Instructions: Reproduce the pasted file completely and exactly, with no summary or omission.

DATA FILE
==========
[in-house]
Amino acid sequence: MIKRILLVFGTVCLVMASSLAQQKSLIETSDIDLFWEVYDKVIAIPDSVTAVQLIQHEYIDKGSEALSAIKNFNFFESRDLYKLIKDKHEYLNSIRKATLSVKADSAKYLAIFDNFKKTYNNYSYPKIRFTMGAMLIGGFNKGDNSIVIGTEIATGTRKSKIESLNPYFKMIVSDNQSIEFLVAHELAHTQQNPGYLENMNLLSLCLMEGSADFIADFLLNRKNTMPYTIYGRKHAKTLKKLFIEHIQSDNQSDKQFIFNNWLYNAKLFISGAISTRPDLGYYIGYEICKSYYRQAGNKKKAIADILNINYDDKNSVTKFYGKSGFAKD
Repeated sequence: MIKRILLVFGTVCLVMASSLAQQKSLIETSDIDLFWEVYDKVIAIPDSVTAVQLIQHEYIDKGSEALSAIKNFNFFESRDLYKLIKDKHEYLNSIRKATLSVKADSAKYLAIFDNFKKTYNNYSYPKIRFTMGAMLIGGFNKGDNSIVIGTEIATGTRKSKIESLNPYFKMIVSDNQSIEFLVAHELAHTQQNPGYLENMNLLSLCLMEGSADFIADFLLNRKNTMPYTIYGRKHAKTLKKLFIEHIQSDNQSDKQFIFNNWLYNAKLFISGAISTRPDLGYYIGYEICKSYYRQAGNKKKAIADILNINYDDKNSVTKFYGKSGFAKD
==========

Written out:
[in-house]
Amino acid sequence: MIKRILLVFGTVCLVMASSLAQQKSLIETSDIDLFWEVYDKVIAIPDSVTAVQLIQHEYIDKGSEALSAIKNFNFFESRDLYKLIKDKHEYLNSIRKATLSVKADSAKYLAIFDNFKKTYNNYSYPKIRFTMGAMLIGGFNKGDNSIVIGTEIATGTRKSKIESLNPYFKMIVSDNQSIEFLVAHELAHTQQNPGYLENMNLLSLCLMEGSADFIADFLLNRKNTMPYTIYGRKHAKTLKKLFIEHIQSDNQSDKQFIFNNWLYNAKLFISGAISTRPDLGYYIGYEICKSYYRQAGNKKKAIADILNINYDDKNSVTKFYGKSGFAKD
Repeated sequence: MIKRILLVFGTVCLVMASSLAQQKSLIETSDIDLFWEVYDKVIAIPDSVTAVQLIQHEYIDKGSEALSAIKNFNFFESRDLYKLIKDKHEYLNSIRKATLSVKADSAKYLAIFDNFKKTYNNYSYPKIRFTMGAMLIGGFNKGDNSIVIGTEIATGTRKSKIESLNPYFKMIVSDNQSIEFLVAHELAHTQQNPGYLENMNLLSLCLMEGSADFIADFLLNRKNTMPYTIYGRKHAKTLKKLFIEHIQSDNQSDKQFIFNNWLYNAKLFISGAISTRPDLGYYIGYEICKSYYRQAGNKKKAIADILNINYDDKNSVTKFYGKSGFAKD